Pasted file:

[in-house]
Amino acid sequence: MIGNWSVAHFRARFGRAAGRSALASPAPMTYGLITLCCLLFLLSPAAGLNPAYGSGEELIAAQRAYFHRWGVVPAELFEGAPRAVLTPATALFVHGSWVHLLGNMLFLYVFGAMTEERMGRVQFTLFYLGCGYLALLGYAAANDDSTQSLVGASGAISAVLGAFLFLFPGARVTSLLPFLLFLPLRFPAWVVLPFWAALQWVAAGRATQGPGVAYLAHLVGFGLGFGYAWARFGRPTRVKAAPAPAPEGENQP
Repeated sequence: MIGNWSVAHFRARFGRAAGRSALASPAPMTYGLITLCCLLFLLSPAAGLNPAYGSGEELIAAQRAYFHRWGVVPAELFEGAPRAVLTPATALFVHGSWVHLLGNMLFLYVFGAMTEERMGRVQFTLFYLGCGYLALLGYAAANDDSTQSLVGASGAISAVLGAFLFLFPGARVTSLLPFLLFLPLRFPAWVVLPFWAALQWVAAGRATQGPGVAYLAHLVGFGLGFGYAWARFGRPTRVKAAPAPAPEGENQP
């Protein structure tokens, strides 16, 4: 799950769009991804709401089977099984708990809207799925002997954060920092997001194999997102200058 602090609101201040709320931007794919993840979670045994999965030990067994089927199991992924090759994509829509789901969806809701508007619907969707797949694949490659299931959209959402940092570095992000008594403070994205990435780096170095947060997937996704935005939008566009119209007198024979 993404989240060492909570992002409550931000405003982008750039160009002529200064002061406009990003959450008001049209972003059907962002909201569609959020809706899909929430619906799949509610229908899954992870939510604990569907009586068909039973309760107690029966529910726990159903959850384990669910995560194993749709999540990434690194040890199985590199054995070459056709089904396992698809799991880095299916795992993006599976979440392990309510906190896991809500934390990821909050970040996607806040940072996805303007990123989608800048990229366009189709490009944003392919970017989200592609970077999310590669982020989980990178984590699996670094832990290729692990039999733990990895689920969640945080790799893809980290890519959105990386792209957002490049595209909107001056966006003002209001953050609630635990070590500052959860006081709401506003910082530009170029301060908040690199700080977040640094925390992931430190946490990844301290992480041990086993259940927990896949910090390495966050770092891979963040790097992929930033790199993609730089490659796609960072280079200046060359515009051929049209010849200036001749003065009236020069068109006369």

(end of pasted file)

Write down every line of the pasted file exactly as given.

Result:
[in-house]
Amino acid sequence: MIGNWSVAHFRARFGRAAGRSALASPAPMTYGLITLCCLLFLLSPAAGLNPAYGSGEELIAAQRAYFHRWGVVPAELFEGAPRAVLTPATALFVHGSWVHLLGNMLFLYVFGAMTEERMGRVQFTLFYLGCGYLALLGYAAANDDSTQSLVGASGAISAVLGAFLFLFPGARVTSLLPFLLFLPLRFPAWVVLPFWAALQWVAAGRATQGPGVAYLAHLVGFGLGFGYAWARFGRPTRVKAAPAPAPEGENQP
Repeated sequence: MIGNWSVAHFRARFGRAAGRSALASPAPMTYGLITLCCLLFLLSPAAGLNPAYGSGEELIAAQRAYFHRWGVVPAELFEGAPRAVLTPATALFVHGSWVHLLGNMLFLYVFGAMTEERMGRVQFTLFYLGCGYLALLGYAAANDDSTQSLVGASGAISAVLGAFLFLFPGARVTSLLPFLLFLPLRFPAWVVLPFWAALQWVAAGRATQGPGVAYLAHLVGFGLGFGYAWARFGRPTRVKAAPAPAPEGENQP
């Protein structure tokens, strides 16, 4: 799950769009991804709401089977099984708990809207799925002997954060920092997001194999997102200058 602090609101201040709320931007794919993840979670045994999965030990067994089927199991992924090759994509829509789901969806809701508007619907969707797949694949490659299931959209959402940092570095992000008594403070994205990435780096170095947060997937996704935005939008566009119209007198024979 993404989240060492909570992002409550931000405003982008750039160009002529200064002061406009990003959450008001049209972003059907962002909201569609959020809706899909929430619906799949509610229908899954992870939510604990569907009586068909039973309760107690029966529910726990159903959850384990669910995560194993749709999540990434690194040890199985590199054995070459056709089904396992698809799991880095299916795992993006599976979440392990309510906190896991809500934390990821909050970040996607806040940072996805303007990123989608800048990229366009189709490009944003392919970017989200592609970077999310590669982020989980990178984590699996670094832990290729692990039999733990990895689920969640945080790799893809980290890519959105990386792209957002490049595209909107001056966006003002209001953050609630635990070590500052959860006081709401506003910082530009170029301060908040690199700080977040640094925390992931430190946490990844301290992480041990086993259940927990896949910090390495966050770092891979963040790097992929930033790199993609730089490659796609960072280079200046060359515009051929049209010849200036001749003065009236020069068109006369």